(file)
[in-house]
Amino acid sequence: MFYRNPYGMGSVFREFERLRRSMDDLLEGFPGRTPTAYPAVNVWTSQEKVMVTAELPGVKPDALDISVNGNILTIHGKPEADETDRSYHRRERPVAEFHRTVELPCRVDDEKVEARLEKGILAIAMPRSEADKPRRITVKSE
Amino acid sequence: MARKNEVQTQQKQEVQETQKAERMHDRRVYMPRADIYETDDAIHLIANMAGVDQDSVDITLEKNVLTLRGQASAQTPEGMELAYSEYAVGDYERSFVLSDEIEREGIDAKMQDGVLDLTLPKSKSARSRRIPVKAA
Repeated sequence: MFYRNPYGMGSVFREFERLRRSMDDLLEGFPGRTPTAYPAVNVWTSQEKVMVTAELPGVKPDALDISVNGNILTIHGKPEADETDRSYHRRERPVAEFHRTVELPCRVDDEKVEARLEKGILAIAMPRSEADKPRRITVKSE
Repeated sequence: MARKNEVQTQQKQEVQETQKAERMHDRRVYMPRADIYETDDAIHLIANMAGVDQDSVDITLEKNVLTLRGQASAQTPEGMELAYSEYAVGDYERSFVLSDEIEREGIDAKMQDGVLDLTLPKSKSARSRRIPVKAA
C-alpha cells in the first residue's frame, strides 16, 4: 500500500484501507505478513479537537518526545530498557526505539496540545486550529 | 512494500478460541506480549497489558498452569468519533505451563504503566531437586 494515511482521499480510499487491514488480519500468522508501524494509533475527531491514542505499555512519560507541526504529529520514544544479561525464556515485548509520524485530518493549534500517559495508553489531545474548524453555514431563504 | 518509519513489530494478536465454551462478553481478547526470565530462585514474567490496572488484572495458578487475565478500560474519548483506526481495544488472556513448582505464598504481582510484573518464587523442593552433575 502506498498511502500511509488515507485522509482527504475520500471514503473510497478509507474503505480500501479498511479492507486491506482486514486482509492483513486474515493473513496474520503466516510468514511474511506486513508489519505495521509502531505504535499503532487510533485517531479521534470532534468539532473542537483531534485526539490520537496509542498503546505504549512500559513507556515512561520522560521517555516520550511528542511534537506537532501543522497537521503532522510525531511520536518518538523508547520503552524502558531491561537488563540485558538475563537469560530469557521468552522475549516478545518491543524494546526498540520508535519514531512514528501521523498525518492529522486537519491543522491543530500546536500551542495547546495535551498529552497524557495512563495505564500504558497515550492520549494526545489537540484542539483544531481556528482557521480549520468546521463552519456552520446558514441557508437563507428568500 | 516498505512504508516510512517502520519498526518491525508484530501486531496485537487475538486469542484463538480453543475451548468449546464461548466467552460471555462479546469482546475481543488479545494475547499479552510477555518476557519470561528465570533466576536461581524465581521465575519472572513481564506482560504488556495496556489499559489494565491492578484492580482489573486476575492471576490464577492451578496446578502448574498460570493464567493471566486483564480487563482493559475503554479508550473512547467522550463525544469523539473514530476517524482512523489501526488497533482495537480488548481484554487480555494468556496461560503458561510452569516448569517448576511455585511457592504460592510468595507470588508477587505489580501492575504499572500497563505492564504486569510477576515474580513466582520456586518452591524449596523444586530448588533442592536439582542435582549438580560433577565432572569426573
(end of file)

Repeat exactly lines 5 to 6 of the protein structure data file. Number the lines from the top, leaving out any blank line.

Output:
Repeated sequence: MARKNEVQTQQKQEVQETQKAERMHDRRVYMPRADIYETDDAIHLIANMAGVDQDSVDITLEKNVLTLRGQASAQTPEGMELAYSEYAVGDYERSFVLSDEIEREGIDAKMQDGVLDLTLPKSKSARSRRIPVKAA
C-alpha cells in the first residue's frame, strides 16, 4: 500500500484501507505478513479537537518526545530498557526505539496540545486550529 | 512494500478460541506480549497489558498452569468519533505451563504503566531437586 494515511482521499480510499487491514488480519500468522508501524494509533475527531491514542505499555512519560507541526504529529520514544544479561525464556515485548509520524485530518493549534500517559495508553489531545474548524453555514431563504 | 518509519513489530494478536465454551462478553481478547526470565530462585514474567490496572488484572495458578487475565478500560474519548483506526481495544488472556513448582505464598504481582510484573518464587523442593552433575 502506498498511502500511509488515507485522509482527504475520500471514503473510497478509507474503505480500501479498511479492507486491506482486514486482509492483513486474515493473513496474520503466516510468514511474511506486513508489519505495521509502531505504535499503532487510533485517531479521534470532534468539532473542537483531534485526539490520537496509542498503546505504549512500559513507556515512561520522560521517555516520550511528542511534537506537532501543522497537521503532522510525531511520536518518538523508547520503552524502558531491561537488563540485558538475563537469560530469557521468552522475549516478545518491543524494546526498540520508535519514531512514528501521523498525518492529522486537519491543522491543530500546536500551542495547546495535551498529552497524557495512563495505564500504558497515550492520549494526545489537540484542539483544531481556528482557521480549520468546521463552519456552520446558514441557508437563507428568500 | 516498505512504508516510512517502520519498526518491525508484530501486531496485537487475538486469542484463538480453543475451548468449546464461548466467552460471555462479546469482546475481543488479545494475547499479552510477555518476557519470561528465570533466576536461581524465581521465575519472572513481564506482560504488556495496556489499559489494565491492578484492580482489573486476575492471576490464577492451578496446578502448574498460570493464567493471566486483564480487563482493559475503554479508550473512547467522550463525544469523539473514530476517524482512523489501526488497533482495537480488548481484554487480555494468556496461560503458561510452569516448569517448576511455585511457592504460592510468595507470588508477587505489580501492575504499572500497563505492564504486569510477576515474580513466582520456586518452591524449596523444586530448588533442592536439582542435582549438580560433577565432572569426573